Category Archives: Commentary

Gardens and Empathy

I was in physical therapy when a patient opened her mouth and said: “Today’s world? It’s the Apocalypse. It’s Armageddon. These are our last days.”

 

The room became quite still as folks who had been talking about another mass shooting ended the conversation. I kept my mouth shut, zipped it because as annoying as her words were, the words on my tongue were worse. My words would have been vicious, cruel, and demeaning. Mean. Yes.

As far back as I can remember (which is pretty far), people have been saying that it’s the End of Times. Sigh. In my view, apocalyptic pronouncements are anchored in fear and resignation, a resignation that there is nothing left to do but wait for death and dissolution. God, save me from fear and resignation.

Here’s what I believe. Floods, fires, diseases, earthquakes, and political lunacy provide me a chance to reconnect with the quality that makes us human: empathy.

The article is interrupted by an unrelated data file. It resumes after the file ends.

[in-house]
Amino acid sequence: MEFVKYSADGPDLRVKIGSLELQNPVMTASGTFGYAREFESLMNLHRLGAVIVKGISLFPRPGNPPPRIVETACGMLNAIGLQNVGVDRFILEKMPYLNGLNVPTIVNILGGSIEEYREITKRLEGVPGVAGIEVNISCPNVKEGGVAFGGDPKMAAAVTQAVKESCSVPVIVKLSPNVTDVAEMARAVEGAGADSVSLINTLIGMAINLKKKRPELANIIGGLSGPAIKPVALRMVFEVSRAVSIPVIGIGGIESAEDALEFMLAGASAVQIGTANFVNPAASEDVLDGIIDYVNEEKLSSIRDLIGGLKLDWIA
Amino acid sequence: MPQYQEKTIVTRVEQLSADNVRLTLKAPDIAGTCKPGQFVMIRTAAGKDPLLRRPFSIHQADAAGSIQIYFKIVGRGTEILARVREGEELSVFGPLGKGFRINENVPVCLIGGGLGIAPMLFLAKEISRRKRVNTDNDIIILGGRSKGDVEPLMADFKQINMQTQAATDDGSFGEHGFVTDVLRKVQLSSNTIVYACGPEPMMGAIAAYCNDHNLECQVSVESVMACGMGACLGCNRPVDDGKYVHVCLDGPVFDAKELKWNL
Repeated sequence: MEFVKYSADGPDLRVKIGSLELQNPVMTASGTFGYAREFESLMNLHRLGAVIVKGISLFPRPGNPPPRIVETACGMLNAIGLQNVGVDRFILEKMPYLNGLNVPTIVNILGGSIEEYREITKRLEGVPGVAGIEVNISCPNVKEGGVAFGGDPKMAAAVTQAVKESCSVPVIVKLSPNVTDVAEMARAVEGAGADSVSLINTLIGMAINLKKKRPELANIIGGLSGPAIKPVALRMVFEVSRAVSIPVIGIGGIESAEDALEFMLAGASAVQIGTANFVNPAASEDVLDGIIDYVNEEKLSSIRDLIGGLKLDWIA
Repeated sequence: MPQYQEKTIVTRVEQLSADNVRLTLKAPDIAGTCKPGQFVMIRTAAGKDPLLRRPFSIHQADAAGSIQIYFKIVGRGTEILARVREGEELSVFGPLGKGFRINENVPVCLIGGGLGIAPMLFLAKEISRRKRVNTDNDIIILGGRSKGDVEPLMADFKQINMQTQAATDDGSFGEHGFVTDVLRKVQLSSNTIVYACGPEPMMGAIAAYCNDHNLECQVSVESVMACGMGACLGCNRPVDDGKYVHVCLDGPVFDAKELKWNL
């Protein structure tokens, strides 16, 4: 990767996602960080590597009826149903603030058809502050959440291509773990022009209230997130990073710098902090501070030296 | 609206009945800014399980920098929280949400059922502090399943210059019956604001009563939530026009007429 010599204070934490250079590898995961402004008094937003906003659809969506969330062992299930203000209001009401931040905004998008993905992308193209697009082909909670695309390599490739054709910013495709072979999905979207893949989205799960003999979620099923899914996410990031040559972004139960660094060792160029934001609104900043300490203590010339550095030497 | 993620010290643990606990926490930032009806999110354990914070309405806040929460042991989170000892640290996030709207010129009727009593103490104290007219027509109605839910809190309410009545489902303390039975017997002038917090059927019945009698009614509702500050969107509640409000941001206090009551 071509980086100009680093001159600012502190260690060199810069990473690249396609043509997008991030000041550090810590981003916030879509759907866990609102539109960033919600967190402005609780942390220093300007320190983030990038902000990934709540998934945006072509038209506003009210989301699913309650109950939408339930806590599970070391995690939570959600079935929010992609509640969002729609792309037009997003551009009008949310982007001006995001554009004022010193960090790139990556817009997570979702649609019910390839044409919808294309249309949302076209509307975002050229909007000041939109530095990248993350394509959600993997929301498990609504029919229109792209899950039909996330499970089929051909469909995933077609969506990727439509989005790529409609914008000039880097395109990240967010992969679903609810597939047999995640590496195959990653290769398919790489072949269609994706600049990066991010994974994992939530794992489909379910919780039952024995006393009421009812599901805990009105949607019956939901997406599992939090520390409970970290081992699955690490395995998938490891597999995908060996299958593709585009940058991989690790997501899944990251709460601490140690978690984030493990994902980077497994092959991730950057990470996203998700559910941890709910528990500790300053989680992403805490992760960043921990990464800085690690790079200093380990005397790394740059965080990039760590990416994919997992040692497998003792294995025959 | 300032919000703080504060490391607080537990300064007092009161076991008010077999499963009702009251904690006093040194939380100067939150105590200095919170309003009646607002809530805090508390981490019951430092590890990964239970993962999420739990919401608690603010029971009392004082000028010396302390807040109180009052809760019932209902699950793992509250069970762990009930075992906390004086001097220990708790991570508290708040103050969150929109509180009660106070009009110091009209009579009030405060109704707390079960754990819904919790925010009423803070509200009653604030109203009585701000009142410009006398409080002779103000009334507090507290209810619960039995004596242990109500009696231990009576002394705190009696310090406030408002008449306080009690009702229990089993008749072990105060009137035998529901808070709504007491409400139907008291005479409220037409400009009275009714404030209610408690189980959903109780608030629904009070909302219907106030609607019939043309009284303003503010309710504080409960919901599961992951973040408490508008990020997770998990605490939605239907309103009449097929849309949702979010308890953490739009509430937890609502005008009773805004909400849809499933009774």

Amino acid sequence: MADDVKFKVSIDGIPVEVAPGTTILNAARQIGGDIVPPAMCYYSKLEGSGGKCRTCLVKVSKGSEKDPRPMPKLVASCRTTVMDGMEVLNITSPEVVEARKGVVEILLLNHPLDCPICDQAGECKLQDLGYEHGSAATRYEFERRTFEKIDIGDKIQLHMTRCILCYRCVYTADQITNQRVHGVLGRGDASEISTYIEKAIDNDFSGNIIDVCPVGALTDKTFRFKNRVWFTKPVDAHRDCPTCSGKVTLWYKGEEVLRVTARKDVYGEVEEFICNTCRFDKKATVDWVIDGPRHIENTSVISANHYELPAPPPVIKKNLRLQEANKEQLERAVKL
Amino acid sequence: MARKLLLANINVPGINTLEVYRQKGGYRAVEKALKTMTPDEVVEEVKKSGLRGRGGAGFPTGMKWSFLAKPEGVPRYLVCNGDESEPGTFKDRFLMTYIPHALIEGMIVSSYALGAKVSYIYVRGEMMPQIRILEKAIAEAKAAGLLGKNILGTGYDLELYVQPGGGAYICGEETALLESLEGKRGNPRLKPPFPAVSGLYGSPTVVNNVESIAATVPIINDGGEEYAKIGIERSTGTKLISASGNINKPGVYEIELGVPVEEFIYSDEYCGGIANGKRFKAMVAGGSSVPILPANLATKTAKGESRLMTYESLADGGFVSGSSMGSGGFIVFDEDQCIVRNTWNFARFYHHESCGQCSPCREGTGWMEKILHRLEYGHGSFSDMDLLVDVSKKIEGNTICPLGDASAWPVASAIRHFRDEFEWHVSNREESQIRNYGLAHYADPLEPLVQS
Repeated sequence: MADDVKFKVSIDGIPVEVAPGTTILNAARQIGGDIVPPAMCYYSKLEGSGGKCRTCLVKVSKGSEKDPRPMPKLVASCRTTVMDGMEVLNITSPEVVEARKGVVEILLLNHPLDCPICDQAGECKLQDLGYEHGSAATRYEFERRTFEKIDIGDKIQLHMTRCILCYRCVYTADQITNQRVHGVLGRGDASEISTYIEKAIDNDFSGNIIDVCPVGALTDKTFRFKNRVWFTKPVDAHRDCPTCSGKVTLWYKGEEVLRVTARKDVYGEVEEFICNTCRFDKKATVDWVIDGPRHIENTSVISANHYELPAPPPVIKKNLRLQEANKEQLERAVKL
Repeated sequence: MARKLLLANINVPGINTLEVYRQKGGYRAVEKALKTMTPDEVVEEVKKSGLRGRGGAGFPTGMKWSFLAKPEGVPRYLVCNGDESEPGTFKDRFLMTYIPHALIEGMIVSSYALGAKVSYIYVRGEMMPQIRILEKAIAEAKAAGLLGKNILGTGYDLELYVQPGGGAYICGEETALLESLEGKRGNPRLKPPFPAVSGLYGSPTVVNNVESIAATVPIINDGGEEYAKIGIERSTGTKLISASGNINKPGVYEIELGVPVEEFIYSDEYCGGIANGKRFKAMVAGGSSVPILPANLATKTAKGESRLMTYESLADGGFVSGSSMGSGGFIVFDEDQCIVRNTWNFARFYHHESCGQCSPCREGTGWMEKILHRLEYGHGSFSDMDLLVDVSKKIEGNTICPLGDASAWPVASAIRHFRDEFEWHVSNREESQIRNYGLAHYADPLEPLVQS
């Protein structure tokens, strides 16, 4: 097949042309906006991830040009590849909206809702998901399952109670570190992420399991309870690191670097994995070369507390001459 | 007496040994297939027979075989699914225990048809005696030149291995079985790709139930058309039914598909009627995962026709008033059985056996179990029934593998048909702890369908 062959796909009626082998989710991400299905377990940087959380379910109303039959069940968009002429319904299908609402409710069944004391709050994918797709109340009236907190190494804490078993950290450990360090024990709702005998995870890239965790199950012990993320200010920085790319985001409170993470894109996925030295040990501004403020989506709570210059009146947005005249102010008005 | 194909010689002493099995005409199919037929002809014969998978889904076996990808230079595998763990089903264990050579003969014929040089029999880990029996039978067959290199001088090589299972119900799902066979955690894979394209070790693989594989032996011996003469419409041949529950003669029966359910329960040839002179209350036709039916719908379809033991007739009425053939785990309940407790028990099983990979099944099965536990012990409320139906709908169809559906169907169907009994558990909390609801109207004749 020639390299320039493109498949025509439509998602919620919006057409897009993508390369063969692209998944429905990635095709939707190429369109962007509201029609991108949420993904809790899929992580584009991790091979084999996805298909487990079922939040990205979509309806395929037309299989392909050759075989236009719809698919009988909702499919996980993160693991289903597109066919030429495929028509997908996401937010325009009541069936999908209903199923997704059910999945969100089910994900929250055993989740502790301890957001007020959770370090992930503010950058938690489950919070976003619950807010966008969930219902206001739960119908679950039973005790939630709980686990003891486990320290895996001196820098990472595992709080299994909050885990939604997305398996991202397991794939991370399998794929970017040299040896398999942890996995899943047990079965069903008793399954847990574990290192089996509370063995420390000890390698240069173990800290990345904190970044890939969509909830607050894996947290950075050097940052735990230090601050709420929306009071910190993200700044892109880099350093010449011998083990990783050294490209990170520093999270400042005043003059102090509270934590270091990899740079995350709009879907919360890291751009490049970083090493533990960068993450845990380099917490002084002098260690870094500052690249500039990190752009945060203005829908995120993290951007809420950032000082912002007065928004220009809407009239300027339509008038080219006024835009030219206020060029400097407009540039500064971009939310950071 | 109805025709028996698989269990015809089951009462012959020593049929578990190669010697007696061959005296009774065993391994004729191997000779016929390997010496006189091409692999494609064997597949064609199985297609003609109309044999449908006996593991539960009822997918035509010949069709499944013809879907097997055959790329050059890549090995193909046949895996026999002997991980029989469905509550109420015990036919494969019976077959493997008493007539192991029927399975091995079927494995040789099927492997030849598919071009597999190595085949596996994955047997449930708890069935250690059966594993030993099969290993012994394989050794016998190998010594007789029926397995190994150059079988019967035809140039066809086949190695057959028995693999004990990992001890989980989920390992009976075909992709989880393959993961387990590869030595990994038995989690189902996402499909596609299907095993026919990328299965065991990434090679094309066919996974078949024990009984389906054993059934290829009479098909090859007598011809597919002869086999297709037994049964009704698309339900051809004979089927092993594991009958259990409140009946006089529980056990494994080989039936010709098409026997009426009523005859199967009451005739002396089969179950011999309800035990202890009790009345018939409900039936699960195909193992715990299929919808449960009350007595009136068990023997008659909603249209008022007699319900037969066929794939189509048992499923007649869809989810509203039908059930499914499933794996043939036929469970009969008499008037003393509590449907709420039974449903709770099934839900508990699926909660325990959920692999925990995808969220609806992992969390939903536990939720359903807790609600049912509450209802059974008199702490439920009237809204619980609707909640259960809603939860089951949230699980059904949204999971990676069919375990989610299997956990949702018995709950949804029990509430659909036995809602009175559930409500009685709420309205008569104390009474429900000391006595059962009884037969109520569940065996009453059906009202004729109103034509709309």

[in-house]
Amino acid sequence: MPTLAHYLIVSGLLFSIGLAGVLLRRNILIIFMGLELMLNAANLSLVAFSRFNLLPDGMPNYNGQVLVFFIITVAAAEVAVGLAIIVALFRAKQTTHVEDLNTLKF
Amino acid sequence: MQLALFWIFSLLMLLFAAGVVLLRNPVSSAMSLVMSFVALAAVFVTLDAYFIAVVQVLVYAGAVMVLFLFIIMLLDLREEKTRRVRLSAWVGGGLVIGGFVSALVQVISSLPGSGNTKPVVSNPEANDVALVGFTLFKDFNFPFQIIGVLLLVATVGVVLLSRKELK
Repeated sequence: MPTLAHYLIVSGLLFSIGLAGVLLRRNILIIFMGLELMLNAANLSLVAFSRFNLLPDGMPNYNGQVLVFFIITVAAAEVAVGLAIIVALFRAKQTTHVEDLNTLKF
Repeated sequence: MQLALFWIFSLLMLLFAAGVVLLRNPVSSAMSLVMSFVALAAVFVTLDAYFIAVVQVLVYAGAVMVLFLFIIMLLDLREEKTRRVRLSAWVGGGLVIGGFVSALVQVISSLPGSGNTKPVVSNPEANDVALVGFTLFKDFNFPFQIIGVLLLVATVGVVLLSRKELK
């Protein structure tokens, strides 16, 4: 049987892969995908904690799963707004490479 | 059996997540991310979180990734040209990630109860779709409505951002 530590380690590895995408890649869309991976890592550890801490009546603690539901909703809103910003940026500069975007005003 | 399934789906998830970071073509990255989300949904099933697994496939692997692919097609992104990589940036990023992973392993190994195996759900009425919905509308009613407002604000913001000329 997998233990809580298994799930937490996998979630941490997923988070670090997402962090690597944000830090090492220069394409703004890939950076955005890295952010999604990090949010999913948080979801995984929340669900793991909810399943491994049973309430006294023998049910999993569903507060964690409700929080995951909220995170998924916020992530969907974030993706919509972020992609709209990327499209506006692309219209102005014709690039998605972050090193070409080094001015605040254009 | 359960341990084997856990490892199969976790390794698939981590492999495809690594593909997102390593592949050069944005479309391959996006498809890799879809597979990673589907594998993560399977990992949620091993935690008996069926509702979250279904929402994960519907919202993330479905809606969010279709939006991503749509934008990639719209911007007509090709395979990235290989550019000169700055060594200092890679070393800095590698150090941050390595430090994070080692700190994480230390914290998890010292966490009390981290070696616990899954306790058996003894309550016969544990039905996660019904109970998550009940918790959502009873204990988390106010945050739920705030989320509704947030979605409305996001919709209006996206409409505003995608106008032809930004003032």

However, in that moment, knowing that I believed she lived in fear, I did not feel an ounce of compassion and certainly not empathy. I felt lodged between a rock and a hard place, between a desire towards empathy and compassion and the fire of anger.

In 2003 I moved to Philadelphia. It seemed like a good choice. Being in Philly was close to the Washington, D.C. area where most of my (oh, so dysfunctional) family resides, and the location was almost equidistant between D.C. and New York City. It seemed perfect. I sublet an apartment in a pleasant part of the city—lots of trees and single family homes with gardens. I’d found the listing on the board of a food co-op, a place where I loved to hang out. For some reason (which had no basis in reality) I thought a listing in the co-op ensured a safe and stable place. Once in the apartment, I understood why the previous tenant, a young woman, had moved.

The building held, maybe, 200 tenants and was one of several brick buildings on a block in the neighborhood. The metal fire escape outside my bathroom window, which was covered with a heavy screen, faced the fire escape of a brick building across the way. My bedroom window, in the back of the building, looked out across the alley on—yes, another brick building. I was not a happy camper. Now, you might ask if I had looked at the apartment before renting. The honest-to-God truth is that I don’t remember doing so. In my anxiety about being back on the East Coast, I must have visited the place. But like I said…